Responsible Business without Trade-Offs

Interview with Professor E. Freeman

by Annalisa Filomena – Junior Strategy Consultant, The Decision Group

R. Edward “Ed” Freeman is a University Professor and Elis and Signe Olsson Professor of Business Administration at the University of Virginia Darden School of Business. He is the author of the widely influential book Strategic Management: A Stakeholder Approach (2010, originally published in 1984) and has worked with executives and companies around the world. He is a teacher, consultant, speaker and thought leader in the fields of Stakeholder Management, Business Ethics and Executive Leadership. He also teaches Leading with Meaning, helping organizations create a culture that brings out the best in everyone. We just had the great opportunity to virtually meet “Ed” Freeman during the Maximize Your Business Impact workshop on September 22nd organized by The Decision Institute. His joyful and brilliant presence inspired a group of business leaders, CEOs, managers and shareholders about the changing role of the CEO in the 21st century and the new role of businesses in society. With the aftermath of Covid-19 in our lives as the new normal, leaders strive to steer their corporate ships through unimaginably stormy waters. As Covid-19 continues to create uncertainty and concern for businesses, people and societies, purposeful business behaviour has come to the fore. Also, successful organizations are taking actions to balance multi-stakeholders needs and embracing a long-term view when nurturing relationships across their entire ecosystem. In this interview, Professor E. Freeman will give us insights into the interdependencies of businesses with their end-to-end ecosystems and the new story of the business.

The companies that are successful have figured out how to keep trade-offs out of their business models and integrate economic, financial, social, political, environmental and ethical issues. Win-win thinking is much more important in driving your business through the crisis.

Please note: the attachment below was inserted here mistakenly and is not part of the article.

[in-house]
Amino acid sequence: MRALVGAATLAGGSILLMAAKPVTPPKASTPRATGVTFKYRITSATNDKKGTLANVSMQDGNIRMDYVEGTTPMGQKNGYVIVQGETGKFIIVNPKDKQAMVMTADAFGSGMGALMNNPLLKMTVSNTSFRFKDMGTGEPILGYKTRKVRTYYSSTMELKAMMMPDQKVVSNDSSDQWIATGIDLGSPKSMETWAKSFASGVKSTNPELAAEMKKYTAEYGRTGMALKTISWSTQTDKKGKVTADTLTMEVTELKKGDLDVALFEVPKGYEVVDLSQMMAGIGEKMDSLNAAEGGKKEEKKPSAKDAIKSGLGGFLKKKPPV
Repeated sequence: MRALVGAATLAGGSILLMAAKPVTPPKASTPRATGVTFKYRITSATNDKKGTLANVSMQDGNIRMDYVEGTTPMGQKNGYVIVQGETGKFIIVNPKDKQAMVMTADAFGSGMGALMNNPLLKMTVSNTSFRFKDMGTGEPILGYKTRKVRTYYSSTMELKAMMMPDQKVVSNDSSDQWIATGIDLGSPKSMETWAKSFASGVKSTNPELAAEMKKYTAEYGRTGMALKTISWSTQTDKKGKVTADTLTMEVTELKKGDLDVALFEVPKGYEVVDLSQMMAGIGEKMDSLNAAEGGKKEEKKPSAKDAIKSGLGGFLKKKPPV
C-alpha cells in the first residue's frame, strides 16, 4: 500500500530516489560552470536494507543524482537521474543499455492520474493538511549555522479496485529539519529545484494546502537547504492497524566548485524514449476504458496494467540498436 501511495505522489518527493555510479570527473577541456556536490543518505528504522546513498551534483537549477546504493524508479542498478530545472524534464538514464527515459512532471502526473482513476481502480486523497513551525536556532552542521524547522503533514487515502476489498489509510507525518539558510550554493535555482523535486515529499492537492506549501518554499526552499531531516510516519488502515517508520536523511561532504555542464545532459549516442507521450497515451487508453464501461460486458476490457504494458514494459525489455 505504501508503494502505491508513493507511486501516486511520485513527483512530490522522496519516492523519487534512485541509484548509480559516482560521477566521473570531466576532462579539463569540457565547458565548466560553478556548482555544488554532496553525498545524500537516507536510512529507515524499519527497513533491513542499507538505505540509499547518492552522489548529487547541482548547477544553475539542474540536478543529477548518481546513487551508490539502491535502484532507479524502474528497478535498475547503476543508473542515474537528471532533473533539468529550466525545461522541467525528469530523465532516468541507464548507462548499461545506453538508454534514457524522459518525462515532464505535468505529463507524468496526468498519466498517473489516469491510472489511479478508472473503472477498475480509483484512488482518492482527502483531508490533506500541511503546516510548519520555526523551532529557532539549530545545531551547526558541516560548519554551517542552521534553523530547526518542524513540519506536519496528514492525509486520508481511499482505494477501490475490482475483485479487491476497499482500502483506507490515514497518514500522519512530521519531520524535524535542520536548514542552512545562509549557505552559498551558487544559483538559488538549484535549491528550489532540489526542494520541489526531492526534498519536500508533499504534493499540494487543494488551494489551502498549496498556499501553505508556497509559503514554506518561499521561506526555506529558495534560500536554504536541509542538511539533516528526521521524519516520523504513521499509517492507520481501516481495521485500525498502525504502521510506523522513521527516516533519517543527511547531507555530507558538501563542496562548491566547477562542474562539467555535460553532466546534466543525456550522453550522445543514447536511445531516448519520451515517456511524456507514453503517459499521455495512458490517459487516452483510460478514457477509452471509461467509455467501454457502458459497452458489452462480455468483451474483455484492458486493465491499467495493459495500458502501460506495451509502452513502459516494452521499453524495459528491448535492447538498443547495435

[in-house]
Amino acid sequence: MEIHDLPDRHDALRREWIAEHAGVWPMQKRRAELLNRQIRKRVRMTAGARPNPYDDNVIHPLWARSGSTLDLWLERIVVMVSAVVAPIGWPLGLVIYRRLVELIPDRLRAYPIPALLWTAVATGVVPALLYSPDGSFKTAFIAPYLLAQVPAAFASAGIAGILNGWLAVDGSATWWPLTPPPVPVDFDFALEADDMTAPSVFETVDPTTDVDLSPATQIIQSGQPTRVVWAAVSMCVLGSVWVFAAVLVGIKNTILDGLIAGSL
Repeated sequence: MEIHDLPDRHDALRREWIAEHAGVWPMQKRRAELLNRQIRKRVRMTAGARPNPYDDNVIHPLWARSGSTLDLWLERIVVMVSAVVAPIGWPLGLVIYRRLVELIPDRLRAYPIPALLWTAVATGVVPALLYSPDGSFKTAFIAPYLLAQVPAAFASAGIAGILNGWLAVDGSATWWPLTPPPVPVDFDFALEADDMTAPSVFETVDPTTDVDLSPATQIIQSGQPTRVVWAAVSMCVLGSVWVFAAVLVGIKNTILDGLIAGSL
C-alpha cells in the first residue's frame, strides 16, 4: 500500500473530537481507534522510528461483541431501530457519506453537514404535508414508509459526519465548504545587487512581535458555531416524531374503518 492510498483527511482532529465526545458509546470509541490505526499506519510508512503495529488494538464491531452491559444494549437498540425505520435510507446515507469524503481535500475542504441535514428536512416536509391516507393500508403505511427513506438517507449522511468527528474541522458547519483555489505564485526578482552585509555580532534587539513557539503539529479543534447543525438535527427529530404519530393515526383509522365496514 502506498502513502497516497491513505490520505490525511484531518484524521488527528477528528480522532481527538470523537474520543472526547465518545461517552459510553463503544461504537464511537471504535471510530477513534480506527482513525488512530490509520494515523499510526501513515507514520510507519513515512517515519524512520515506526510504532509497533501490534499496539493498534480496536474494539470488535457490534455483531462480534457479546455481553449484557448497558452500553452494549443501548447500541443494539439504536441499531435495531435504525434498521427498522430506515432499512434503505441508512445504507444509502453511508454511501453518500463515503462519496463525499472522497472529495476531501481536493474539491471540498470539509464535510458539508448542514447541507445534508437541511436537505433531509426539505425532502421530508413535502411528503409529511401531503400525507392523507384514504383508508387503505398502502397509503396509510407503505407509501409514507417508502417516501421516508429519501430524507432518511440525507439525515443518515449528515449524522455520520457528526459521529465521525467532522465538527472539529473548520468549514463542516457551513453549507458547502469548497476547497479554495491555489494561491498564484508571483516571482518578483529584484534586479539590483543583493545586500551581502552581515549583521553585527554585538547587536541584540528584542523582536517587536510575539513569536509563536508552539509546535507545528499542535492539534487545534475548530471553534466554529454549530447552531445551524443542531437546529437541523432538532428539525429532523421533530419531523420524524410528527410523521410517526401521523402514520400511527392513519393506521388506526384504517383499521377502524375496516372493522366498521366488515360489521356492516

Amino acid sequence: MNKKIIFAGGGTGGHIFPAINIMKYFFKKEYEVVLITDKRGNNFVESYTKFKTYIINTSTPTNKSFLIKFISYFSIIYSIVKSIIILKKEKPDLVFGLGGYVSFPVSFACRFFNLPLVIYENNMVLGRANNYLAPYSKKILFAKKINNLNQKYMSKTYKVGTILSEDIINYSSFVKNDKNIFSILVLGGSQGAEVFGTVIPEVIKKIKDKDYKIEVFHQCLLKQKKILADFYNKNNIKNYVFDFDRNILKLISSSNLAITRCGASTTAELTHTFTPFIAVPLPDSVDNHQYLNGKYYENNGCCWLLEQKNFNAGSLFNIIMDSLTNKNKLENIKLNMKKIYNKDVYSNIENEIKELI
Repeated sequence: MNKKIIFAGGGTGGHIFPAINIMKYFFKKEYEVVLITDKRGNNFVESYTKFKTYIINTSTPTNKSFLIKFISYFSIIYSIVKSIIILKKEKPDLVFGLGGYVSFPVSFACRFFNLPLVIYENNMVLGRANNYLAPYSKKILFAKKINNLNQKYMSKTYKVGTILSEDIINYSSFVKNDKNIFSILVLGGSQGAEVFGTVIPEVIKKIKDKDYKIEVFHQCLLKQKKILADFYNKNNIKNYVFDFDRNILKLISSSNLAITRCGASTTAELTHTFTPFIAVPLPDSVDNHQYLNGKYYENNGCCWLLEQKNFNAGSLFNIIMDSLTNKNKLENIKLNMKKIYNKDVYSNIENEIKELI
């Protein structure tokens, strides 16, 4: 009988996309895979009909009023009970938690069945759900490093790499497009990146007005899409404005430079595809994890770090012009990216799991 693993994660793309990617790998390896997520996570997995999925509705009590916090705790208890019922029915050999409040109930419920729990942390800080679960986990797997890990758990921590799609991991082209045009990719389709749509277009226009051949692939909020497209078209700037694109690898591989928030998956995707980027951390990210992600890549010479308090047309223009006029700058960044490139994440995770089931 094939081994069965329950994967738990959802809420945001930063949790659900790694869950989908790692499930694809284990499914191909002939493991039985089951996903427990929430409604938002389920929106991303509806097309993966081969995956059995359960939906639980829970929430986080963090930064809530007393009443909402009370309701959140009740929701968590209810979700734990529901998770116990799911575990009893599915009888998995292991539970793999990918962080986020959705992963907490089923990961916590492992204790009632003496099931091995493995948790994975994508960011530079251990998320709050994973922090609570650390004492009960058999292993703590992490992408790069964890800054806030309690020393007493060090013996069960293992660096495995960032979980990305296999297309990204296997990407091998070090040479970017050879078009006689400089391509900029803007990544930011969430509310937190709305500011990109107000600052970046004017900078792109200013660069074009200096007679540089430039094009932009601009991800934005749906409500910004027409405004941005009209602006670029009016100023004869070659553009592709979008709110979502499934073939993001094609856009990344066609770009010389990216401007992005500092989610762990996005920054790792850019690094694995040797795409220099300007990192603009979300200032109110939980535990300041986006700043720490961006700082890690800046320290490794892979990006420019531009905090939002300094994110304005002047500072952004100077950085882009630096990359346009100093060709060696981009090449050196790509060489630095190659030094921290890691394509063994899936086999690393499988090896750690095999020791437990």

The Breakthrough

Why talking about “Responsible Business”?

“Being a responsible business is essentially a company that gives attention to its stakeholders. Companies that are committed to some notion of responsibility, those who have a purpose behind profits and see the need of engaging various stakeholders (employees, customers, suppliers, communities, shareholders etc.), are much more likely to make it through the crisis than those who are just worried about money and finance. If you take care of your employees they will make extra efforts for you. If you treat customers well so that they can get the services and products safely, they will stay loyal to your brand. If you can help your suppliers they will support you in return and the same applies to the communities you are acting in. The key is to keep everyone healthy in your ecosystem, and this is a must to make your
company survive. You may experience a downturn, but it is always necessary to keep everyone around so that they can support you after. If you want to start with one stakeholder choose your employees first. Keep them safe and make sure they can deliver value for your customers”.

What is the new story about business?

“Ever since the global financial crisis (GFC), there have been lots of calls for revising how we think about businesses and capitalism. In addition to the GFC, globalization and the controversy surrounding it have a long history and a large impact on business. Alongside globalization, advances in information technology have increased the awareness of business’ effects on the rest of society, solidifying the idea that business and ethics are, in fact, connected. There have been lots of proposals for reforms. In the latest book “The Power of And”, we decided not to pick one of these proposals but rather to think about the key ideas that any proposal for reform has to satisfy. The first element that characterizes a new form of businesses is the presence of purpose and profit. Businesses need to put the two concepts